We try hard not to be too provocative here at Schaper Energy — it’s just not our style. Although, with a topic like energy we have to get people’s attention.
There is more than enough politically-motivated discourse to go around on sites like Twitter, LinkedIn, or Facebook. What is truly lacking is rational dialogue about the physical realities of energy – how it is generated, transported, and consumed – that should drive our policy in the U.S.
It is easy to be a passive advocate for renewable energy and renewable energy policy. The aspiration to power our lives by harnessing natural elements like sunlight and wind instills a hopefulness that is almost contagious. And yet, these technologies are not yet pervasive enough for some who prefer to see a complete energy overhaul, abandoning systems that drive us forward today while wagering that others could quickly take their place.
For decades, the public and private sectors have toiled away studying esoteric energy disciplines, exploring new ways to power our massive and growing economy: Concentrating Solar Power, Tidal Ocean Power, Aviation Biofuels, Hydrogen Fuel Cells, and Flywheel Energy Storage represent only a few of the niche fields among a sea of hopeful technologies.
The truth is that while there remains great potential in some of these energy pathways, many share common traits when analyzed objectively today: they may be physically impractical to implement, too costly to warrant investment, produce a negative return on energy invested or some combination of the three. I say this not to suggest they are without promise – however, many would have you believe these technologies can be ‘willed’ to ubiquity as though it were a new version of the iPhone.
Still other, more commonplace renewable technologies like wind energy, solar photovoltaic power or biodiesel now exist at scale in the world thanks to the aid of improvements in cost, technology and, in certain instances, significant social and fiscal support. We have even reached the point where a select few of these technologies can compete economically with their non-renewable counterparts (Lazard LCOE study) – the holy grail, so to speak, of renewable energy.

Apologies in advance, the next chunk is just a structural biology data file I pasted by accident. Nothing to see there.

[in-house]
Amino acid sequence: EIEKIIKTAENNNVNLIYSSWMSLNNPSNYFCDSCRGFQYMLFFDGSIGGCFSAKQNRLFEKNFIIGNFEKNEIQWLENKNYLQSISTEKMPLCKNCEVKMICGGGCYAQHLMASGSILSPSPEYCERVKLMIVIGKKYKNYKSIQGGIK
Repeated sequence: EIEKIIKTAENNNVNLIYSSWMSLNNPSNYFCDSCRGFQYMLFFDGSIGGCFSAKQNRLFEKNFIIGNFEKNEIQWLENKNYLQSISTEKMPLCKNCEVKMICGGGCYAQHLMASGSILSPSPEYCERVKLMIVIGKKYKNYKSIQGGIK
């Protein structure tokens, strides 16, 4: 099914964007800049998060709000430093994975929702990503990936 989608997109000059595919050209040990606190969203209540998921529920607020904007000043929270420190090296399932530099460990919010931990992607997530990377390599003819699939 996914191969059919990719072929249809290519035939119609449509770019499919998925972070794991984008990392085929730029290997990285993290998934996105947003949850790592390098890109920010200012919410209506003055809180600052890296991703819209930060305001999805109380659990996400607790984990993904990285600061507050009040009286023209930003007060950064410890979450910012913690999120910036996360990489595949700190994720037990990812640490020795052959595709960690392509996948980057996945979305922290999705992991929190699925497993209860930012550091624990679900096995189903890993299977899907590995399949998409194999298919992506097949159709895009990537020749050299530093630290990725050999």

Even with all of these developments, it is important to critically assess both the positive and negative externalities associated with each energy source; and to do so in a way that eschews bias for one’s own industry. Of particular concern is the constant grating dialogue between fossil fuel and renewables advocates, which has devolved into an unproductive and toxic pit of falsehoods wrought with narrative spin. Neither side presents cogent arguments and when the shouting (or typing) subsides, each retreats back to their favored social media silos for self-reinforcement.
It is going to take more than pictures of icy wind turbines or pithy climate platitudes to cause public opinion to coalesce around a comprehensive, sensible energy solution in this country.
It will take examining all forms of energy with an open mind and a critical eye to address benefits and shortfalls of each. We must continually challenge our own preconceived notions and biases, for instance with respect to fuels like nuclear energy or coal power which can support entire populations reliably, while searching for practical solutions to climate objectives that keep energy costs low, flows reliable and economic growth sustained.
We owe each other the respect of acknowledging basic physical principles and working together to find the most reliable, affordable and environmentally responsible way to power our country. In our next series of posts, we will discuss more specifics about the impracticalities and real-world constraints that Green New Deal advocates are not considering, as well as the true carbon-neutral energy source that almost no one is talking about.
Andrew Schaper is a professional engineer and principal of Schaper Energy Consulting. His practice focuses on advisory in oil and gas, sustainable energy and carbon strategies.